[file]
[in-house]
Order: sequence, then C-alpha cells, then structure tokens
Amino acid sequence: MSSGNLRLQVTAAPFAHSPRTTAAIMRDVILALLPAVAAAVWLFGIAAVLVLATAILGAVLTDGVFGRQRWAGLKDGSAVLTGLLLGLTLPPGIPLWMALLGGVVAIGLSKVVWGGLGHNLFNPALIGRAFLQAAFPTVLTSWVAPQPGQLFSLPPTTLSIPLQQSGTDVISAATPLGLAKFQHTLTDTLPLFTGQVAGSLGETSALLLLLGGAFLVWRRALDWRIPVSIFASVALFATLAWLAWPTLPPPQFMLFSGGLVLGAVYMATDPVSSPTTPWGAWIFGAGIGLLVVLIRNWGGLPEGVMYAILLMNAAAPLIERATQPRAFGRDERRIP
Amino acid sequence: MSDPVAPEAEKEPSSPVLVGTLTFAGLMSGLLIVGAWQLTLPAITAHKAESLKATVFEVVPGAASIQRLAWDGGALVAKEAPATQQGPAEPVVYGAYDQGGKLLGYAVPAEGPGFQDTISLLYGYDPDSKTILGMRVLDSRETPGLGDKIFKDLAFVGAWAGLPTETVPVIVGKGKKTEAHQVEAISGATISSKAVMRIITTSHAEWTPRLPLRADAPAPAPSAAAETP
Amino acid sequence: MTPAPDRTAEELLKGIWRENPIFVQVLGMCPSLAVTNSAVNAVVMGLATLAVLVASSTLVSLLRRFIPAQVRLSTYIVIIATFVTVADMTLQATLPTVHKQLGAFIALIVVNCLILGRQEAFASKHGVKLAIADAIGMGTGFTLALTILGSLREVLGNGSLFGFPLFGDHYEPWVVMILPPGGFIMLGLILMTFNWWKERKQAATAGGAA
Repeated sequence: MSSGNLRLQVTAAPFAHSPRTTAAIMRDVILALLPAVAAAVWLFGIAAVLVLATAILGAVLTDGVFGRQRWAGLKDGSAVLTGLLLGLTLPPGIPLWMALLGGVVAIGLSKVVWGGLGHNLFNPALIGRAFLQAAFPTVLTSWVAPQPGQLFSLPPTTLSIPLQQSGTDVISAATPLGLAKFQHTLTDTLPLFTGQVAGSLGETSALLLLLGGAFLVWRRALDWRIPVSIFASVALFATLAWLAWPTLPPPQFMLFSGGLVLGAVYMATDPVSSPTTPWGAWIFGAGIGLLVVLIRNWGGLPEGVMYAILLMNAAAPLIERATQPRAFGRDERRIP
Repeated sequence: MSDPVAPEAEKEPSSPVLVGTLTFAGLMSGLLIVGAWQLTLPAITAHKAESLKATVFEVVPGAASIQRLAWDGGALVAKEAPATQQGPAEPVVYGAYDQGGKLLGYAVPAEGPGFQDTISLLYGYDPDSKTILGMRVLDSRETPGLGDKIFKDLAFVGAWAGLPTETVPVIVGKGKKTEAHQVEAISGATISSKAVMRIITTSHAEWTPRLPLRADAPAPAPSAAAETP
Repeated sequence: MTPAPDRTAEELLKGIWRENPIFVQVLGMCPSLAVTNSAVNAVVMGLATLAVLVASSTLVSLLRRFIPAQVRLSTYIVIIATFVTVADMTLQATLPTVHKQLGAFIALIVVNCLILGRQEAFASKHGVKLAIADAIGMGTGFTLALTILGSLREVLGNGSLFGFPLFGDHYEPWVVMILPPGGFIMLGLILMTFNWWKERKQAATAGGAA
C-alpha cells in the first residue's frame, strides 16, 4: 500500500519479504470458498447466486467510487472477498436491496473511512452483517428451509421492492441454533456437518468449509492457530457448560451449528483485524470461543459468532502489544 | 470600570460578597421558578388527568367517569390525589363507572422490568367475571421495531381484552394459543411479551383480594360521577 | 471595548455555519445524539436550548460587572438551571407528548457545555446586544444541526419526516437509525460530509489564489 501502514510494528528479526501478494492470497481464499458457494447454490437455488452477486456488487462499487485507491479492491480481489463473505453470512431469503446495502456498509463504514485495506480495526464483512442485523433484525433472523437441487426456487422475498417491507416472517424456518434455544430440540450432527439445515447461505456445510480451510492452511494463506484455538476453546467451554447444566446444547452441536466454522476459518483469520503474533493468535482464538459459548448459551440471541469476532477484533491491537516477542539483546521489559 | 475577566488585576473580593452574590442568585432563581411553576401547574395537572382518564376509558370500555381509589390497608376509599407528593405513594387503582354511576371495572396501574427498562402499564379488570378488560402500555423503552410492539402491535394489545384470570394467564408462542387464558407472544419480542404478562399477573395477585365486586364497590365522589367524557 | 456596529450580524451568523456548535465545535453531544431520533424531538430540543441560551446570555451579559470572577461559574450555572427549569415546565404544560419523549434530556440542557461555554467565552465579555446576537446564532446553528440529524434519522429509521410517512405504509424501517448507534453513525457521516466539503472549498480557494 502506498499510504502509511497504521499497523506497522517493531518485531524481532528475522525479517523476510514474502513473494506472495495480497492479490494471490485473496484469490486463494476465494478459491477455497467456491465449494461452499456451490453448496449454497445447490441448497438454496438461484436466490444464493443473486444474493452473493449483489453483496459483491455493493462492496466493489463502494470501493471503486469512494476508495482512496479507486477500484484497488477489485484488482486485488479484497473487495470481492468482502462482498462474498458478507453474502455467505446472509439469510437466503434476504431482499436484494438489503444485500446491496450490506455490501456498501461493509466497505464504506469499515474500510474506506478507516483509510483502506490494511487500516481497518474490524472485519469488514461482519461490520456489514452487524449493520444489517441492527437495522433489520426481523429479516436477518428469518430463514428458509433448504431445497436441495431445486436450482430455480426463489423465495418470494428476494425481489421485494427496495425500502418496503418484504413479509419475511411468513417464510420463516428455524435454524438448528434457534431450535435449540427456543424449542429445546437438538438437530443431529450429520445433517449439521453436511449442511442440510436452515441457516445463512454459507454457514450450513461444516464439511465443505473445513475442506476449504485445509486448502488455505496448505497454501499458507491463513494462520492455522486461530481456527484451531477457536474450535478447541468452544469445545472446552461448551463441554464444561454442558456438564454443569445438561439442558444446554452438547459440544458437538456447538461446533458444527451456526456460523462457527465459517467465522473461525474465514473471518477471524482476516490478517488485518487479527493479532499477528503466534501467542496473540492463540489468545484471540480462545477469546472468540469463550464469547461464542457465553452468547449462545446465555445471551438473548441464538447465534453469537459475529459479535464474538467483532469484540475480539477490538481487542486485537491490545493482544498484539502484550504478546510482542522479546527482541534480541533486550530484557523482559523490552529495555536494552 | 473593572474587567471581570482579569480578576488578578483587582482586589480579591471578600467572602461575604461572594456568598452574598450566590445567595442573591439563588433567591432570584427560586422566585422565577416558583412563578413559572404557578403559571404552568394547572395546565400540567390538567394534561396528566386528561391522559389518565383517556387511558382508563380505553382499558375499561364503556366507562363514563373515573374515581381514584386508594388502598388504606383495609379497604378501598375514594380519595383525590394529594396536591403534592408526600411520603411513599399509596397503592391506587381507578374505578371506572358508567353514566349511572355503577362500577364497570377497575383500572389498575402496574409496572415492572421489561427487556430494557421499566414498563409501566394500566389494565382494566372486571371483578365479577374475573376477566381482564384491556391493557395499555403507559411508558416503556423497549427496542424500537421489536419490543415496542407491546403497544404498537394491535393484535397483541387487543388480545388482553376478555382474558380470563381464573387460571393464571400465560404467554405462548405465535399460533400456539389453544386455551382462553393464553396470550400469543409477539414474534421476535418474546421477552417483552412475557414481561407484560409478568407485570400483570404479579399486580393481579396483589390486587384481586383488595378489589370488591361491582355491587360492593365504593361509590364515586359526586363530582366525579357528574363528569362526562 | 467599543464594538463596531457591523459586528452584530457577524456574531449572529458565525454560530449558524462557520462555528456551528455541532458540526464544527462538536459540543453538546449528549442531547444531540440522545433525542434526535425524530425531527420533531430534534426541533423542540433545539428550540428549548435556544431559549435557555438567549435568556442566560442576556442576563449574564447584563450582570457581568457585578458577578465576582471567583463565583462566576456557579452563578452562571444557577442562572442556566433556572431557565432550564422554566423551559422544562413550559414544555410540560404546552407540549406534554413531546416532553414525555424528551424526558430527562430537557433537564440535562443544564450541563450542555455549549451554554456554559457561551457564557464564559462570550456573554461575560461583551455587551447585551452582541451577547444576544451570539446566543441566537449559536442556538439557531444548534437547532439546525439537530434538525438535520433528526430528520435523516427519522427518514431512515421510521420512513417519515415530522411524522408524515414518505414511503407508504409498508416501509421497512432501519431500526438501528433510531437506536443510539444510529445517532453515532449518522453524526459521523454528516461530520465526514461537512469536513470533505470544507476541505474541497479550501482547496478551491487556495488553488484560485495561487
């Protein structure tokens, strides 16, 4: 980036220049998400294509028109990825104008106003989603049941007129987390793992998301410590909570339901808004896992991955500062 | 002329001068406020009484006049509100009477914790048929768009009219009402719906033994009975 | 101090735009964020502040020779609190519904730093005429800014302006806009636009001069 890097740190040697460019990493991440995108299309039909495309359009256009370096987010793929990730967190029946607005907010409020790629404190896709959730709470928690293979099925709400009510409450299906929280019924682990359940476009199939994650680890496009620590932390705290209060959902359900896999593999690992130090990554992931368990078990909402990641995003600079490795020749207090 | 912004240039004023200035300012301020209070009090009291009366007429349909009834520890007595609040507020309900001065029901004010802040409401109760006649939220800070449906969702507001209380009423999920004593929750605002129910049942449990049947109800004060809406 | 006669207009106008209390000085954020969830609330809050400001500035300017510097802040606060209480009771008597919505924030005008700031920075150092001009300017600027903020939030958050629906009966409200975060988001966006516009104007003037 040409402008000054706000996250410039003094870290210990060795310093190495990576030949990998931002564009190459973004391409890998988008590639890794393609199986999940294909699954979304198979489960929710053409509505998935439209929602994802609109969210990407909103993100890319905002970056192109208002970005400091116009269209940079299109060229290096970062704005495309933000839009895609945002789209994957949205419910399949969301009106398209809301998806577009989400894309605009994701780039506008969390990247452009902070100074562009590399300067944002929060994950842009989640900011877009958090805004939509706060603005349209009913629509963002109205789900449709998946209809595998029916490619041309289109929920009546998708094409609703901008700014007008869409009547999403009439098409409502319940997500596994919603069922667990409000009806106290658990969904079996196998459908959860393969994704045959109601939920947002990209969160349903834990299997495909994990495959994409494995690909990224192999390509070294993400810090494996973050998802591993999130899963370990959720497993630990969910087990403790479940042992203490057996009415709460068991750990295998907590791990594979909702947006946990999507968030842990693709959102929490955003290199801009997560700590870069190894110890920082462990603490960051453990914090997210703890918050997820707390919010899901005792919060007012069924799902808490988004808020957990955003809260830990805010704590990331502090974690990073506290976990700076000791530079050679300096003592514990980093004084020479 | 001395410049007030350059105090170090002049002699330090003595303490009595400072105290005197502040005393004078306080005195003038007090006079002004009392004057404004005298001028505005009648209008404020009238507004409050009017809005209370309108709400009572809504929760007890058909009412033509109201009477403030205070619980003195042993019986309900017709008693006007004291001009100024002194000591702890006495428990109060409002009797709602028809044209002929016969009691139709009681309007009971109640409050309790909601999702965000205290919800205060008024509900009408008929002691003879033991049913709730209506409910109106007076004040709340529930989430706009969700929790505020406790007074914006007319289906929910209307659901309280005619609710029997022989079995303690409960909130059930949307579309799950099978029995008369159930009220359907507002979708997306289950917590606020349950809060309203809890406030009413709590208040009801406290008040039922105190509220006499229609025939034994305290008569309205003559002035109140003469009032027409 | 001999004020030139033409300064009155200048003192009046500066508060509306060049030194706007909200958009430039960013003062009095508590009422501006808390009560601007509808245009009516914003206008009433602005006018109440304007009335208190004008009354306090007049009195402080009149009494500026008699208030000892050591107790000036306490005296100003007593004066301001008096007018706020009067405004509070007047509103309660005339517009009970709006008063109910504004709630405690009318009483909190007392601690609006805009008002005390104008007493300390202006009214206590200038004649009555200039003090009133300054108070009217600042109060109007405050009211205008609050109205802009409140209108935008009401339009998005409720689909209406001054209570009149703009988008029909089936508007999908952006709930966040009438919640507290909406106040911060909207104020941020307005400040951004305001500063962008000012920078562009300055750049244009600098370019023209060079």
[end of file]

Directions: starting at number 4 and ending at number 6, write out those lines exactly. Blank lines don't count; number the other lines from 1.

Amino acid sequence: MSDPVAPEAEKEPSSPVLVGTLTFAGLMSGLLIVGAWQLTLPAITAHKAESLKATVFEVVPGAASIQRLAWDGGALVAKEAPATQQGPAEPVVYGAYDQGGKLLGYAVPAEGPGFQDTISLLYGYDPDSKTILGMRVLDSRETPGLGDKIFKDLAFVGAWAGLPTETVPVIVGKGKKTEAHQVEAISGATISSKAVMRIITTSHAEWTPRLPLRADAPAPAPSAAAETP
Amino acid sequence: MTPAPDRTAEELLKGIWRENPIFVQVLGMCPSLAVTNSAVNAVVMGLATLAVLVASSTLVSLLRRFIPAQVRLSTYIVIIATFVTVADMTLQATLPTVHKQLGAFIALIVVNCLILGRQEAFASKHGVKLAIADAIGMGTGFTLALTILGSLREVLGNGSLFGFPLFGDHYEPWVVMILPPGGFIMLGLILMTFNWWKERKQAATAGGAA
Repeated sequence: MSSGNLRLQVTAAPFAHSPRTTAAIMRDVILALLPAVAAAVWLFGIAAVLVLATAILGAVLTDGVFGRQRWAGLKDGSAVLTGLLLGLTLPPGIPLWMALLGGVVAIGLSKVVWGGLGHNLFNPALIGRAFLQAAFPTVLTSWVAPQPGQLFSLPPTTLSIPLQQSGTDVISAATPLGLAKFQHTLTDTLPLFTGQVAGSLGETSALLLLLGGAFLVWRRALDWRIPVSIFASVALFATLAWLAWPTLPPPQFMLFSGGLVLGAVYMATDPVSSPTTPWGAWIFGAGIGLLVVLIRNWGGLPEGVMYAILLMNAAAPLIERATQPRAFGRDERRIP